All it requires is the character (not the player) to play semantic games. The greatclub is suddently an oversized club (with a -2 to-hit penalty) and is a valid target. The oversized club with Shilelagh is suddenly a greatclub and requires martial proficiency to use without penalty. The existing spell does not suddenly poof simply because the character's perception of the item changes, and the greatclub is, by in-game definition, still a type of club.

The Exchange Owner - D20 Hobbies

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Snowlilly wrote:
And which part of the definition is being creatively interpreted?

Your choice to eschew rules text for fluff description to gain a mechanical advantage by creatively interpreting a rule that makes a low level spell way more powerful than designed by RAW.


James Risner wrote:
Snowlilly wrote:
And which part of the definition is being creatively interpreted?
Your choice to eschew rules text for fluff description to gain a mechanical advantage by creatively interpreting a rule that makes a low level spell way more powerful than designed by RAW.

Or your choice to ignore RAW that disagrees with your personal opinion.

The words are there, in the rulebook, printed in black and white. One of us is choosing to disregard them.


Snowlilly wrote:
Texas Snyper wrote:
Snowlilly wrote:

They are both still clubs and, by definition, the same item can be both a club and a greatclub depending on who is wielding it and how they choose to wield it.

I find a branch laying on the ground. It is too heavy for me to use one-handed, but I can use it two handed. By definition a "greatclub".

I set the "greatclub" down. Cast Enlarge Person on myself and pick up the same branch which is now, by definition, a "club".

Nothing about the branch has changed.

Either way the branch is used, it is still defined as a club. If you disagree, refer to the quoted RAW text where it is stated in very, very simple terms that a greatclub is a type of club.

In the real world you are correct. But in the real world weapons don't have pre-assigned damage amounts attached to them. Pathfinder is a game of explicit rules. It sets the boundaries. There is nothing in the rules that, within the Pathfinder game system, supports the argument that a club and greatclub are interchangeable. Letting the spell affect greatclubs is homebrew.
Given the in-game definitions presented, I am correct in-game as well.

No you are not. Nowhere does anything say that greatclubs count as clubs. They are two distinct weapon entries.


Texas Snyper wrote:
Snowlilly wrote:
Texas Snyper wrote:
Snowlilly wrote:

They are both still clubs and, by definition, the same item can be both a club and a greatclub depending on who is wielding it and how they choose to wield it.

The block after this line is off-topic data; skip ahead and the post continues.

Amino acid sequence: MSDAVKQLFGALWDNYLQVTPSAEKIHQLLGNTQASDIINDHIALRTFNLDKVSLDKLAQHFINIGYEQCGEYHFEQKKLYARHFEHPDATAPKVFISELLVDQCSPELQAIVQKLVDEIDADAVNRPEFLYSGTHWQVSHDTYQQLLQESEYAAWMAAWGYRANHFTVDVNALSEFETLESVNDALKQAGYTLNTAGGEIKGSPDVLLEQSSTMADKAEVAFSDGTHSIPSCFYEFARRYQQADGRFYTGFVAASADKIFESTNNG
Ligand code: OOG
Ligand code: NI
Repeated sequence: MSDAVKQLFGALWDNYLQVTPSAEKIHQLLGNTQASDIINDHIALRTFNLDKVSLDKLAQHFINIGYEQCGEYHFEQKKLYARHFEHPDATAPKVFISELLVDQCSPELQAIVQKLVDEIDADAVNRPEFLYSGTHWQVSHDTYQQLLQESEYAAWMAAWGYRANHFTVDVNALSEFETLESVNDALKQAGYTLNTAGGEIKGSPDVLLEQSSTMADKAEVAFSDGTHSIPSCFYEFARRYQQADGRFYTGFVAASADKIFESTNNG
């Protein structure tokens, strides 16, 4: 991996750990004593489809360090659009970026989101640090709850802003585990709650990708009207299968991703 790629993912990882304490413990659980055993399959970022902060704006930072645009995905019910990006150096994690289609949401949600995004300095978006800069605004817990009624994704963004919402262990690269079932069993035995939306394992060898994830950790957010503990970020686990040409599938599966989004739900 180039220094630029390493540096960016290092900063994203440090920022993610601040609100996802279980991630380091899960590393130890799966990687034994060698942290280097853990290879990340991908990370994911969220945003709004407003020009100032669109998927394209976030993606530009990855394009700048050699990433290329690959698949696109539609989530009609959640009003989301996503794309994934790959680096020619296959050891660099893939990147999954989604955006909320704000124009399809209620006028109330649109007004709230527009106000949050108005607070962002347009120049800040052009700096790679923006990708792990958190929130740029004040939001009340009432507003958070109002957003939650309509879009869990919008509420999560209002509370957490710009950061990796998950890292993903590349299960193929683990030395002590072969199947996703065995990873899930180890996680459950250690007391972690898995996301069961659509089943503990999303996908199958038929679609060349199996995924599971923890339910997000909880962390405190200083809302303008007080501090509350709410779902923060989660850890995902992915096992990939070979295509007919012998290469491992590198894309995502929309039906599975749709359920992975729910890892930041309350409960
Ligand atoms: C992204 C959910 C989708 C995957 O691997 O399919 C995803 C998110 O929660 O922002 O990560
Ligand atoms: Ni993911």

I find a branch laying on the ground. It is too heavy for me to use one-handed, but I can use it two handed. By definition a "greatclub".

I set the "greatclub" down. Cast Enlarge Person on myself and pick up the same branch which is now, by definition, a "club".

Nothing about the branch has changed.

Either way the branch is used, it is still defined as a club. If you disagree, refer to the quoted RAW text where it is stated in very, very simple terms that a greatclub is a type of club.

In the real world you are correct. But in the real world weapons don't have pre-assigned damage amounts attached to them. Pathfinder is a game of explicit rules. It sets the boundaries. There is nothing in the rules that, within the Pathfinder game system, supports the argument that a club and greatclub are interchangeable. Letting the spell affect greatclubs is homebrew.
Given the in-game definitions presented, I am correct in-game as well.
No you are not. Nowhere does anything say that greatclubs count as clubs. They are two distinct weapon entries.
Club, Great wrote:
This larger, bulkier version of the common club is heavy enough that you can’t wield it with one hand.

Ultimate Equipment Guide.

Not count as: is.


Snowlilly wrote:
Darksol the Painbringer wrote:

You'll notice that, like your precious Greatclub, it has the "this is identical except X" clause. It also has the bolded part, which explicitly says that it counts as a Heavy Crossbow for abilities and proficiencies related to the Heavy Crossbow. This is example that I am talking about.

And it's not the only item. The Underwater Light Crossbow has similar text, along with the Composite Longbow/Shortbow to its regular counterparts. Does the Greatclub say that it counts as a Club for abilities and proficiencies related to the Club? No. It doesn't.

If we ruled out any text that was inconsistent with text located elsewhere, we would loose about half the combat and magic sections of the core rulebook, and most splatbooks.

Paizo does not word material consistently between chapters, let alone books.

If it troubles you, refer back where I earlier addressed this overwhelming concern of yours.

If all circumstances of such inconsistencies are the same, you'd be correct.

Fortunately, they're not, and a lot of them simply require terminology adjustments. So, I wouldn't worry about the fabric of the Pathfinder rules just because you want a Greatclub to work with the Shillelagh spell, but isn't explicitly worded to allow it because it doesn't match other, more well-known exceptions to the otherwise general rule.

The Exchange Owner - D20 Hobbies

Snowlilly wrote:
The words are there, in the rulebook, printed in black and white. One of us is choosing to disregard them.

In flavor text.

You can choose to interpret the rules that way, I can't stop you. You need to understand you are not helping the game by insisting only you can read and understand the rules. If you disagree, then consult your GM. If you come to my table where I'm a GM, your interpretation will not be RAW at that table. Accept that and move on.